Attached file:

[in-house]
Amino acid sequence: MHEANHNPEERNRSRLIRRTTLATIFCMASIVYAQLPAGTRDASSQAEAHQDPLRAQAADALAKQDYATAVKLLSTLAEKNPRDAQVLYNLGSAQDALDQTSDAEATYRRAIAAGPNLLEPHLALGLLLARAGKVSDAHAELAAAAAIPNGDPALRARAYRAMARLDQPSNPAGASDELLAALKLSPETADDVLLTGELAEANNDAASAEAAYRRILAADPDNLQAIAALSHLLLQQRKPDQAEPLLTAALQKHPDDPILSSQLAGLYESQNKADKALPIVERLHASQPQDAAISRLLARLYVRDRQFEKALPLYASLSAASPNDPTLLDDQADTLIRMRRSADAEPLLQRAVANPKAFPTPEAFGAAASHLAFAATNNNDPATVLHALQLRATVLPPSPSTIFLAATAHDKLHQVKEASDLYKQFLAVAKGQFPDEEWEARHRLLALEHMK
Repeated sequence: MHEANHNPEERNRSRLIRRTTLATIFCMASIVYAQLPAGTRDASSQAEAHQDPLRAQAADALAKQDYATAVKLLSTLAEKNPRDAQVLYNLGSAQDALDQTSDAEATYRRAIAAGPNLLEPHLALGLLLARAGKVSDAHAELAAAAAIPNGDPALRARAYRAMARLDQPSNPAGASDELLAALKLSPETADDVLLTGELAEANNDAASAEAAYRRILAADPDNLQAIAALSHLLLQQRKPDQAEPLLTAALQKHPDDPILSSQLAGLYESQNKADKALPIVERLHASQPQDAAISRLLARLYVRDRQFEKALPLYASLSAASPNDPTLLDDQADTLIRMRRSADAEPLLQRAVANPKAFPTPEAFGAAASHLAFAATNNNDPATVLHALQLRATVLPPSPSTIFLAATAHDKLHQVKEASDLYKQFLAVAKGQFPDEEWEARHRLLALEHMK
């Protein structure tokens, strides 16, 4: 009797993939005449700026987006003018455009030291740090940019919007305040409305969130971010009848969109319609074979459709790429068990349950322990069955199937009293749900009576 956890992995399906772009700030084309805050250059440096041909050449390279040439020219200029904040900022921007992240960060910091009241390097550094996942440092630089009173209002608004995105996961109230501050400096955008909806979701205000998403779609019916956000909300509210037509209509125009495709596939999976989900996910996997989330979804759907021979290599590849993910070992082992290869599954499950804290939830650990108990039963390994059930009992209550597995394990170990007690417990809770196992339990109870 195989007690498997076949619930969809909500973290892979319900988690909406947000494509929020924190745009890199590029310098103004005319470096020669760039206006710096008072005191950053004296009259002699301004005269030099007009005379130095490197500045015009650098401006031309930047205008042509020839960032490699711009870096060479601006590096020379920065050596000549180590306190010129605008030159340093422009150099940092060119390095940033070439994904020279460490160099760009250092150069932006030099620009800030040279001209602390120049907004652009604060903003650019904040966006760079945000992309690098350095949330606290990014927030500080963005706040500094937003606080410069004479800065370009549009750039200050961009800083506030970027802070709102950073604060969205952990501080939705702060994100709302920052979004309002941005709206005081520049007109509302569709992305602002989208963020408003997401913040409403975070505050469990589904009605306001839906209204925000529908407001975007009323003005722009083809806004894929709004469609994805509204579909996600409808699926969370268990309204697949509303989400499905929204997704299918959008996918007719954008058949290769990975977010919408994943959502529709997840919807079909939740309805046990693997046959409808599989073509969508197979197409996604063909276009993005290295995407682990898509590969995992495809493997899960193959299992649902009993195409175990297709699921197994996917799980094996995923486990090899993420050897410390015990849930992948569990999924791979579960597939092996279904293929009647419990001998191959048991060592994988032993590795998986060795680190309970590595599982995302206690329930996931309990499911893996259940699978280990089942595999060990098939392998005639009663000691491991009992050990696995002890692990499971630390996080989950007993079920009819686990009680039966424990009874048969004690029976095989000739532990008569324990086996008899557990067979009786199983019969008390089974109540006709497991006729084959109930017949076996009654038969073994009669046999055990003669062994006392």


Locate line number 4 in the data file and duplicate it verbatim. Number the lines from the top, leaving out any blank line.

């Protein structure tokens, strides 16, 4: 009797993939005449700026987006003018455009030291740090940019919007305040409305969130971010009848969109319609074979459709790429068990349950322990069955199937009293749900009576 956890992995399906772009700030084309805050250059440096041909050449390279040439020219200029904040900022921007992240960060910091009241390097550094996942440092630089009173209002608004995105996961109230501050400096955008909806979701205000998403779609019916956000909300509210037509209509125009495709596939999976989900996910996997989330979804759907021979290599590849993910070992082992290869599954499950804290939830650990108990039963390994059930009992209550597995394990170990007690417990809770196992339990109870 195989007690498997076949619930969809909500973290892979319900988690909406947000494509929020924190745009890199590029310098103004005319470096020669760039206006710096008072005191950053004296009259002699301004005269030099007009005379130095490197500045015009650098401006031309930047205008042509020839960032490699711009870096060479601006590096020379920065050596000549180590306190010129605008030159340093422009150099940092060119390095940033070439994904020279460490160099760009250092150069932006030099620009800030040279001209602390120049907004652009604060903003650019904040966006760079945000992309690098350095949330606290990014927030500080963005706040500094937003606080410069004479800065370009549009750039200050961009800083506030970027802070709102950073604060969205952990501080939705702060994100709302920052979004309002941005709206005081520049007109509302569709992305602002989208963020408003997401913040409403975070505050469990589904009605306001839906209204925000529908407001975007009323003005722009083809806004894929709004469609994805509204579909996600409808699926969370268990309204697949509303989400499905929204997704299918959008996918007719954008058949290769990975977010919408994943959502529709997840919807079909939740309805046990693997046959409808599989073509969508197979197409996604063909276009993005290295995407682990898509590969995992495809493997899960193959299992649902009993195409175990297709699921197994996917799980094996995923486990090899993420050897410390015990849930992948569990999924791979579960597939092996279904293929009647419990001998191959048991060592994988032993590795998986060795680190309970590595599982995302206690329930996931309990499911893996259940699978280990089942595999060990098939392998005639009663000691491991009992050990696995002890692990499971630390996080989950007993079920009819686990009680039966424990009874048969004690029976095989000739532990008569324990086996008899557990067979009786199983019969008390089974109540006709497991006729084959109930017949076996009654038969073994009669046999055990003669062994006392």